Friday, 2 December 2016

Family Friday: Nativity Sets

Christmas is quickly approaching, and what better way for children to embrace the story of our Lord’s birth than a nativity set? Their doll-like aspect naturally appeals to children, and of course the animals are a big draw too! If you live in Montreal, or are visiting over the Christmas season, why not make the crèches at Saint Joseph’s oratory (http://www.saint-joseph.org/fr/le-sanctuaire/le-musee) part of your celebrations? Their website even has a virtual advent calendar, with a different nativity set each day.
What about at home? Do you have a set that your children can play with? I knew when buying our family’s nativity set that I wanted it to withstand the engagement of children, so we started with a resin set of the Holy Family, and later added a shepherd and wise men. For the animals we decided to go with plastic animals made for children’s play. Once our son came along, we actually let him keep the animals year-round, and he lends them to the nativity set each year. My husband grew up with an odd assortment of animals at the stable, so we continued the tradition of letting all creation—from penguins to aardvarks—join in the worship of the new-born king, a fun approach for young children!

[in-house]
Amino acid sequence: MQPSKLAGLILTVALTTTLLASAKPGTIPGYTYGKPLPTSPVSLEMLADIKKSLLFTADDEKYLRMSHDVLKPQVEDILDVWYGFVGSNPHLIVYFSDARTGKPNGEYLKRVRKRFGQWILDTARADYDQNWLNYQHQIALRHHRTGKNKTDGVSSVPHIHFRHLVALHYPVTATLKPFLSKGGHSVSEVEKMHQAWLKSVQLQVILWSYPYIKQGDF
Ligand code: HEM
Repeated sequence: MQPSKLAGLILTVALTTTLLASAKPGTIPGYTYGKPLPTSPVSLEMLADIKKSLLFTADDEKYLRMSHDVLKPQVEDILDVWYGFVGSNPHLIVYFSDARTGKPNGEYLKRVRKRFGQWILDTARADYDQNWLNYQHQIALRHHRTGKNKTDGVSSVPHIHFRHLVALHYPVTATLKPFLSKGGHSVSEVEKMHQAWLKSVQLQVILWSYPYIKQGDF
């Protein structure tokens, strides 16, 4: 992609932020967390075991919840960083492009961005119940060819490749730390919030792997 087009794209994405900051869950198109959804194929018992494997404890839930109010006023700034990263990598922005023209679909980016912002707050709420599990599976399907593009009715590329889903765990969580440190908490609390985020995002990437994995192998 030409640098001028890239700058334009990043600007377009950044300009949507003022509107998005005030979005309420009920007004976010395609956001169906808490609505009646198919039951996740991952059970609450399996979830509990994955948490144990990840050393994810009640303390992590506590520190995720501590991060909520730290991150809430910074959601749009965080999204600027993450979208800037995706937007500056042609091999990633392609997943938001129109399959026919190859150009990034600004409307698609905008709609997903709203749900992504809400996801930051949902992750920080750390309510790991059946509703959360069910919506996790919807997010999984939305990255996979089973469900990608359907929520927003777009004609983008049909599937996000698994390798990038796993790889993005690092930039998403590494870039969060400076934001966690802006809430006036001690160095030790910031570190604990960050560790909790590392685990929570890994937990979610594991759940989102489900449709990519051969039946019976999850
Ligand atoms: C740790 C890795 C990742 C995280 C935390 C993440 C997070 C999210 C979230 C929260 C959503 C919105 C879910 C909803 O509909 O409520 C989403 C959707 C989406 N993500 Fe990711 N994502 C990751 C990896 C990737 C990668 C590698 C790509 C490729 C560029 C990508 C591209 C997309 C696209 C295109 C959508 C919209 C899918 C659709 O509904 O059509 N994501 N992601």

Ten Thousand Villages is a great place to look for nativity sets made from a variety of materials (https://www.tenthousandvillages.ca/shop/en/38-nativities): wood and fabric versions would be especially good for young families.
Of course, some of the major toy companies also make nativity sets that will really stand up to play. My favourites are by Playmobil: they have one in the toddler-safe Playmobil 1.2.3 line (http://www.playmobil.ca/en/christmas-manger/6786.html), as well as a more detailed set for older children (http://www.playmobil.ca/en/nativity-stable-with-manger/5588.html).

For older children, the best engagement of all may come with making your own nativity set. There is really no limit to the creativity that can be employed, and a simple internet search will give you many ideas! This year, my six-year-old son and I made the one pictured in an afternoon. The people are based on a the shape of a paper cup (which I cut up and then traced on to coloured card), and a variety of scraps of card and paper. If you want to go even simpler, a wonderful ready-to-print (and colour, if you like) version is available from Made by Joel (http://madebyjoel.com/2012/12/paper-city-nativity-scene.html). Clay and wood would also be great materials for making a set!

Whether you buy it or make it, I hope you will include a nativity set (or several) in your Christmas celebrations, and keep your family’s focus on welcoming the incarnate Lord into your lives!

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